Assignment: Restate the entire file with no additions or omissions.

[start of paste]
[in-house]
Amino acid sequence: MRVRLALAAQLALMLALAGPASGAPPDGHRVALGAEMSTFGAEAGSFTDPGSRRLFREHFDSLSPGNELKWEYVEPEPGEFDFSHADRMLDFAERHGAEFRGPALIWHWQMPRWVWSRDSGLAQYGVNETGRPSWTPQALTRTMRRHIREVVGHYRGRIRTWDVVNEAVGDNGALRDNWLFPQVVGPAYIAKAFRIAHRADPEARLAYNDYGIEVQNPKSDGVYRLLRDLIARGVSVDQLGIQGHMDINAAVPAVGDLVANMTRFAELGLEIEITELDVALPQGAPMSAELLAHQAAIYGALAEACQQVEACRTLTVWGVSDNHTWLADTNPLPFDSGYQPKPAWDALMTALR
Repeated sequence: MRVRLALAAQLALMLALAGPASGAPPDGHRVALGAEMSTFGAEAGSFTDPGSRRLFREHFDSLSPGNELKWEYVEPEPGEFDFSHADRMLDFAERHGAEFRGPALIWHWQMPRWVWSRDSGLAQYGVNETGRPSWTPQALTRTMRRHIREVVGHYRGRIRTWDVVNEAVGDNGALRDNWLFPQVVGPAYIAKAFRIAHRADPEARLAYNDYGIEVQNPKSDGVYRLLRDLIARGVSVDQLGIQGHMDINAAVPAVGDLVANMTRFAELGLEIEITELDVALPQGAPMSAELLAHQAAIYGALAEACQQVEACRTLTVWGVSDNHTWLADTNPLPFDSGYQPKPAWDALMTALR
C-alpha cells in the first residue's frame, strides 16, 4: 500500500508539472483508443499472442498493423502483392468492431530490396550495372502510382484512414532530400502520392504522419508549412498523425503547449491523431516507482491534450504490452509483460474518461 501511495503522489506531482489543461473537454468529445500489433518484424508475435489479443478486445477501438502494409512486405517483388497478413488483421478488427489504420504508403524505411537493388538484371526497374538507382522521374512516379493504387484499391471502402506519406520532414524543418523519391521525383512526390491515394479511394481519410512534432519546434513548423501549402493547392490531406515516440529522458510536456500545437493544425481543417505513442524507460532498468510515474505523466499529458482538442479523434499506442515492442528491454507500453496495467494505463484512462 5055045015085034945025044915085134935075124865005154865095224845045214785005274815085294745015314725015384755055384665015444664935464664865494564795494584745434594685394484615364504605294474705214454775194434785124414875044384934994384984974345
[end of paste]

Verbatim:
[in-house]
Amino acid sequence: MRVRLALAAQLALMLALAGPASGAPPDGHRVALGAEMSTFGAEAGSFTDPGSRRLFREHFDSLSPGNELKWEYVEPEPGEFDFSHADRMLDFAERHGAEFRGPALIWHWQMPRWVWSRDSGLAQYGVNETGRPSWTPQALTRTMRRHIREVVGHYRGRIRTWDVVNEAVGDNGALRDNWLFPQVVGPAYIAKAFRIAHRADPEARLAYNDYGIEVQNPKSDGVYRLLRDLIARGVSVDQLGIQGHMDINAAVPAVGDLVANMTRFAELGLEIEITELDVALPQGAPMSAELLAHQAAIYGALAEACQQVEACRTLTVWGVSDNHTWLADTNPLPFDSGYQPKPAWDALMTALR
Repeated sequence: MRVRLALAAQLALMLALAGPASGAPPDGHRVALGAEMSTFGAEAGSFTDPGSRRLFREHFDSLSPGNELKWEYVEPEPGEFDFSHADRMLDFAERHGAEFRGPALIWHWQMPRWVWSRDSGLAQYGVNETGRPSWTPQALTRTMRRHIREVVGHYRGRIRTWDVVNEAVGDNGALRDNWLFPQVVGPAYIAKAFRIAHRADPEARLAYNDYGIEVQNPKSDGVYRLLRDLIARGVSVDQLGIQGHMDINAAVPAVGDLVANMTRFAELGLEIEITELDVALPQGAPMSAELLAHQAAIYGALAEACQQVEACRTLTVWGVSDNHTWLADTNPLPFDSGYQPKPAWDALMTALR
C-alpha cells in the first residue's frame, strides 16, 4: 500500500508539472483508443499472442498493423502483392468492431530490396550495372502510382484512414532530400502520392504522419508549412498523425503547449491523431516507482491534450504490452509483460474518461 501511495503522489506531482489543461473537454468529445500489433518484424508475435489479443478486445477501438502494409512486405517483388497478413488483421478488427489504420504508403524505411537493388538484371526497374538507382522521374512516379493504387484499391471502402506519406520532414524543418523519391521525383512526390491515394479511394481519410512534432519546434513548423501549402493547392490531406515516440529522458510536456500545437493544425481543417505513442524507460532498468510515474505523466499529458482538442479523434499506442515492442528491454507500453496495467494505463484512462 5055045015085034945025044915085134935075124865005154865095224845045214785005274815085294745015314725015384755055384665015444664935464664865494564795494584745434594685394484615364504605294474705214454775194434785124414875044384934994384984974345